Operation Greylord was an investigation conducted jointly by the Federal Bureau of Investigation, the IRS Criminal Investigation Division, the U.S. Postal Inspection Service, the Chicago Police Internal Affairs Division and the Illinois State Police into corruption in the judiciary of Cook County, Illinois (the Chicago jurisdiction). The FBI named the investigation "Operation Greylord" after the grey curly wigs of British judges.
The 3 1/2-year undercover operation took place in the 1980s. The first listening device ever placed in a judge's chambers occurred in the undercover phase, when the narcotics court chambers of Judge Wayne Olson were bugged. In order to acquire evidence of corruption, agents obtained U.S. Department of Justice authorization to present false court cases for the undercover agents/lawyers to fix in front of the corrupt judges. The first defendant to be found guilty was Harold Conn, the Deputy Traffic Court Clerk in the Cook County judicial system. Conn was convicted in March 1984 and was one of the many bagmen in the ring of corruption. The last conviction was that of Judge Thomas J. Maloney, who was indicted in 1991 on bribery charges and convicted in April 1993 of fixing three murder cases for more than $100,000 in bribes. Maloney was released from federal prison in 2008, and died the same year. A total of 92 people were indicted, including 17 judges, 48 lawyers, ten deputy sheriffs, eight policemen, eight court officials, and state legislator James DeLeo. Out of the 17 judges indicted in the trials, 15 were convicted. One judge, Richard LeFevour, was convicted on 59 counts of mail fraud, racketeering and income-tax violations, getting 12 years in prison. Ten years after the undercover case concluded, the historical investigations, prosecutions and trials concluded in 1994.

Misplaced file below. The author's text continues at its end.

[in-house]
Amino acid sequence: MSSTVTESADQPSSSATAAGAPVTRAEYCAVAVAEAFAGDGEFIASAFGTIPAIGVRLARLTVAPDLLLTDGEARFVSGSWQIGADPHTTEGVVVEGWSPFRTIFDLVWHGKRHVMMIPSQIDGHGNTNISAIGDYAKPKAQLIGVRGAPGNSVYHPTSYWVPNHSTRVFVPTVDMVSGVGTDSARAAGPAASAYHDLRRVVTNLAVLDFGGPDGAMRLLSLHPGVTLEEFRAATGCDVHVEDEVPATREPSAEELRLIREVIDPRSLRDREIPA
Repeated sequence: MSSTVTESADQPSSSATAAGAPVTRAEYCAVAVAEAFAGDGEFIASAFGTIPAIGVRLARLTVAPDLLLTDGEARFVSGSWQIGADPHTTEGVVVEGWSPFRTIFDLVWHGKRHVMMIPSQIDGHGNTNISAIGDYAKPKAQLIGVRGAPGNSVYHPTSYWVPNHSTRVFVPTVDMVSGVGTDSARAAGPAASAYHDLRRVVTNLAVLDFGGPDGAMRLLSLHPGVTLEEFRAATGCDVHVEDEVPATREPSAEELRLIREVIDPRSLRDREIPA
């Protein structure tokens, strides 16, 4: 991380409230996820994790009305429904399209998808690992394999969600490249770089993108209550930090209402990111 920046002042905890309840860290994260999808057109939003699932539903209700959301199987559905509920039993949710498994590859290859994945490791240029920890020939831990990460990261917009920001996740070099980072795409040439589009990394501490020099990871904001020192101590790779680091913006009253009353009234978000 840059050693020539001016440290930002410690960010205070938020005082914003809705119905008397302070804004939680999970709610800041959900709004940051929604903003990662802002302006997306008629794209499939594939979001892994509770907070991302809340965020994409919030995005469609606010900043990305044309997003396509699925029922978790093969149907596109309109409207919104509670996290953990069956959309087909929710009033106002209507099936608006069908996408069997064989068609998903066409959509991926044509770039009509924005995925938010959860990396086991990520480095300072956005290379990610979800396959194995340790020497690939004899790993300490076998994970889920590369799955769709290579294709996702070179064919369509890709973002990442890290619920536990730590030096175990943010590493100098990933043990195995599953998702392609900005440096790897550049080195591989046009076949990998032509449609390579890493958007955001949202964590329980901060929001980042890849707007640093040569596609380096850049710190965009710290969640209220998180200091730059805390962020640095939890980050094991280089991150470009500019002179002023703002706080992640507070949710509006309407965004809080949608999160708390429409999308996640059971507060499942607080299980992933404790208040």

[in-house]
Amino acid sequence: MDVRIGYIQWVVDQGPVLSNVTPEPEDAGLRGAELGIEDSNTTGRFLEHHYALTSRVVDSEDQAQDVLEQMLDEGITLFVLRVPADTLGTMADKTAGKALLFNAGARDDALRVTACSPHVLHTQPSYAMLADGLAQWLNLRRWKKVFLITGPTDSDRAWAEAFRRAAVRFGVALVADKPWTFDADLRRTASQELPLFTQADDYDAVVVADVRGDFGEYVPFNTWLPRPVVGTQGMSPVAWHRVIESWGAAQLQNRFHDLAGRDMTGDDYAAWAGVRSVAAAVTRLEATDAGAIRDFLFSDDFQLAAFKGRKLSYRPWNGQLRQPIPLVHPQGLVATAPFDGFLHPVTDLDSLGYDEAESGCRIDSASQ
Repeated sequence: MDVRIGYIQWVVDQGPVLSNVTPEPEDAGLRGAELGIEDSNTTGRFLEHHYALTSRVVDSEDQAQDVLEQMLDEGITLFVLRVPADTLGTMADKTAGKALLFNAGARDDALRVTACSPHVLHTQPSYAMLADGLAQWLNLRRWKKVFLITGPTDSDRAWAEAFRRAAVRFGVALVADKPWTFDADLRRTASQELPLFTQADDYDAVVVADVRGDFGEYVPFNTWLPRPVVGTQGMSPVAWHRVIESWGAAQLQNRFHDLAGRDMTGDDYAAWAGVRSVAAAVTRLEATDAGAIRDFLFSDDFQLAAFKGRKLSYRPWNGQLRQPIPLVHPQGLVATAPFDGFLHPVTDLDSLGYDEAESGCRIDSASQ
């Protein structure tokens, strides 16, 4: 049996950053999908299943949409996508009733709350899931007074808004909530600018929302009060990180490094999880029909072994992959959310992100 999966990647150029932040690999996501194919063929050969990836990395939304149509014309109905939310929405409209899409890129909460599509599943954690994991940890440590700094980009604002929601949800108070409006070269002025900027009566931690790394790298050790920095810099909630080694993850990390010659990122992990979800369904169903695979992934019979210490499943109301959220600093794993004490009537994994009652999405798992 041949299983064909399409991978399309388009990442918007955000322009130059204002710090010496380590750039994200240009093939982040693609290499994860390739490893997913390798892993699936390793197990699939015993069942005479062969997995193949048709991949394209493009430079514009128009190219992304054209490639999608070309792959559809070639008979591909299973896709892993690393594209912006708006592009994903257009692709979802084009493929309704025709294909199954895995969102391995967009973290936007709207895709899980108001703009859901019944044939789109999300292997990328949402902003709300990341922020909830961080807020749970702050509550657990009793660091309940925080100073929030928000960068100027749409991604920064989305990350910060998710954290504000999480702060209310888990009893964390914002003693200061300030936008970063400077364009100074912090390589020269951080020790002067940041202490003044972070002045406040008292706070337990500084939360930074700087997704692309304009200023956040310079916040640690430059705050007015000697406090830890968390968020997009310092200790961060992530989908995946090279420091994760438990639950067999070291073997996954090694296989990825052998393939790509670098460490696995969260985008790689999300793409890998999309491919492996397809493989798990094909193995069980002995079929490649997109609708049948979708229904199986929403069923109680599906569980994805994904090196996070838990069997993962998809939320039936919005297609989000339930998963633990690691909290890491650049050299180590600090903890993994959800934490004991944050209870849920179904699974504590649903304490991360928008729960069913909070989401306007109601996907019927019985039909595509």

The systemic corruption led to the formation of the Special Commission on the Administration of Justice in Cook County, a group assembled in August 1984 to examine the problems of the Cook County courts. The group also issued recommendations that were designed to contribute to a period of reform in the courts. The Commission wrote a total of 165 recommendations for the courts of Cook County. Operation Greylord led to many other similar investigations targeting corruption in Cook County including Operation Silver Shovel, Incubator, Lantern, Operation Gambat, and Safebet. Operation Greylord was also a turning point in the use of eavesdropping devices in order to obtain evidence for trial.
The key undercover FBI agents and lawyers were David Grossman, David Reis and Terrence Hake. Hake was a Cook County prosecutor, who complained about the bribery and corruption in the Murder and Sexual Assault preliminary hearing courtroom in Chicago. The FBI and United States Attorneys Office learned of his complaint and recruited him to pose as a corrupt prosecutor and later as a bribe-paying criminal defense attorney. While playing the role of a corrupt prosecutor, Hake supplied the evidentiary probable cause to bug Judge Olson's chambers. Lamar Jordan, David Benscoter, Marie Dyson, William C. Megary, and Robert Farmer were the principal FBI case agents and supervisors during the investigation. Cook County Judge Thaddeus Kowalski was important in the case due to his cooperation with authorities even though he knew his cooperation might endanger his career.
First Assistant United States Attorney Daniel Reidy and Assistant United States Attorneys (AUSA) Charles Sklarsky, Scott Lassar, Scott Mendeloff and Candace J. Fabri led many of the prosecutions. Four United States Attorneys, Thomas P. Sullivan, Dan K. Webb, Anton R. Valukas and Fred Foreman supervised the investigations and prosecutions. Valukus and AUSA James Schweitzer indicted 22 corrupt court personnel in 1985, along with Judge Raymond Sodini, who presided over the corruption in his courtroom at Chicago Police Headquarters.
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- "'Greylord' Judge Gets 12 Years". Los Angeles Times. 27 August 1985. Retrieved 21 Nov 2011.
- Lindberg, Richard (1994). "No More Greylords?". IPSN. Retrieved 24 Oct 2011.
- Hinkel, Dan (5 July 2011). "Thaddeus Kowalski, 1931-2011". Chicago Tribune. Retrieved 21 Nov 2011.